Iran Nuclear Framework: What’s the Big Deal?

Key features, sticking points and next steps

By Sumitha Narayanan Kutty

Iran and the P5+1 countries have negotiated a framework agreement and are now one step closer to a nuclear deal that will limit the former’s nuclear programme. This framework, announced after its original deadline of March 30, spells out key parameters that will now be carried forward to the final deal (to be negotiated by June 30).

Contrary to expectations of a vague statement or verbal understanding, the terms that were jointly announced by EU foreign policy chief Frederica Mogherini and Iranian foreign minister Javad Zarif were pretty detailed. These parameters have of course been extensively covered by the media and also accessible via a White House fact sheet. Most parameters last ten years, some longer.

Salient Features

  • Iran’s enrichment capacity (number of operating centrifuges) will be cut by half
  • Breakout timeline (currently at 2-3 months) will be increased to one year
  • Arak reactor will be reconfigured, Fordow facility will no longer enrich uranium
  • IAEA Additional Protocol will be implemented, providing greater access to facilities

The next three months focus on the more difficult part of the job – hashing out these technicalities.

Arms control experts seem to agree that the terms address proliferation concerns since the Iranians seem to have agreed to extensive monitoring and verification measures. In addition, the terms (surprising to many) actually favor the United States given the intrusive nature of these inspections.

It is however not surprising that Israel has voiced loud concerns over the ‘bad deal’ though it is interesting to note that the Arab nations, including Saudi Arabia, have remained cautiously silent. (US President Barack Obama has invited the latter group – the GCC countries – to Camp David to discuss the deal and assuage serious concerns on regional security.)

Sticking Point(s)

A major sticking point in this final round of talks was sanctions relief. This issue left the P5 delegates particularly divided, with France balking at the idea of quick reversal of UN Security Council Resolutions (sanctions) and Russia opposing the automatic “snapping back” of sanctions if Iran violated any condition.

After Thursday’s announcement, some confusion remains regarding the same. The press release put out by the Iranians seems to gloss over the conditions for reversal of UN sanctions while the White House fact sheet is quite specific on that Iran fulfill its commitments or face immediate penalties for non-compliance. Also, when and how these sanctions would be rolled back will need to be determined once all parties reconvene to hammer out the actual nuclear deal.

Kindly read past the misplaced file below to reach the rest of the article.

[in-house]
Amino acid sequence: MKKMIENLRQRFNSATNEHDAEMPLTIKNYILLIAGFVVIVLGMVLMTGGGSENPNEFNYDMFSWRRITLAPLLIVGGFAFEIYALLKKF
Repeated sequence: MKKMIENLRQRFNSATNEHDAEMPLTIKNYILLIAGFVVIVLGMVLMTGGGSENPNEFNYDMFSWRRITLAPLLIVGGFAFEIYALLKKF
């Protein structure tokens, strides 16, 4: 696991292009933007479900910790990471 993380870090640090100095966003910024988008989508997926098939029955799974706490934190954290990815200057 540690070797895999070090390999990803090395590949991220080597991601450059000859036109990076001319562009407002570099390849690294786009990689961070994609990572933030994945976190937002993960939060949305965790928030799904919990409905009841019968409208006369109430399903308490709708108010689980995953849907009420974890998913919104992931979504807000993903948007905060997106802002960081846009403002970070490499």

(It must be noted here that sanctions levied on Iran for human right violations and its support for international terrorism are not under consideration)

Next Steps

Obviously, the work does not stop here. The road ahead is tough for both the American and Iranian teams with each side now having to present the framework to political opponents and critics at home.

Tehran

The Majlis (parliament) is not required to vote on the agreement. The decision making chain is as follows –

Supreme Leader (SL)

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Supreme National Security Council

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Ministry of Foreign Affairs (Zarif and co)

Zarif has been in constant consultation with the SL and proceeded with the presser in Lausanne only after Khamenei’s thumb’s up. However, the possibility that Khamenei backs out as technicalities are further discussed cannot be ruled out.

Washington DC

Obama has already briefed the Congress leadership on the deal and his administration will continue to reach out to members through next week. Reports on this initial briefing seem to convey a sense of appreciation for the robustness of the framework, even from Republican members.

Obama has previously made it clear that he will veto any new sanctions (including most recent Corker legislation) that may damage the negotiations. Given the new framework, there is hope Congress will not undercut but give space for negotiations until June.

If Congressional oversight seems impossible, Obama will forge an executive agreement. Perhaps quite fitting.

It took an executive agreement for the United States to get out of Iran (the release of embassy hostages in 1981). It could take another (in a sense) to get back in.

Sumitha Narayanan Kutty is a Scholar at The Takshashila Institution.

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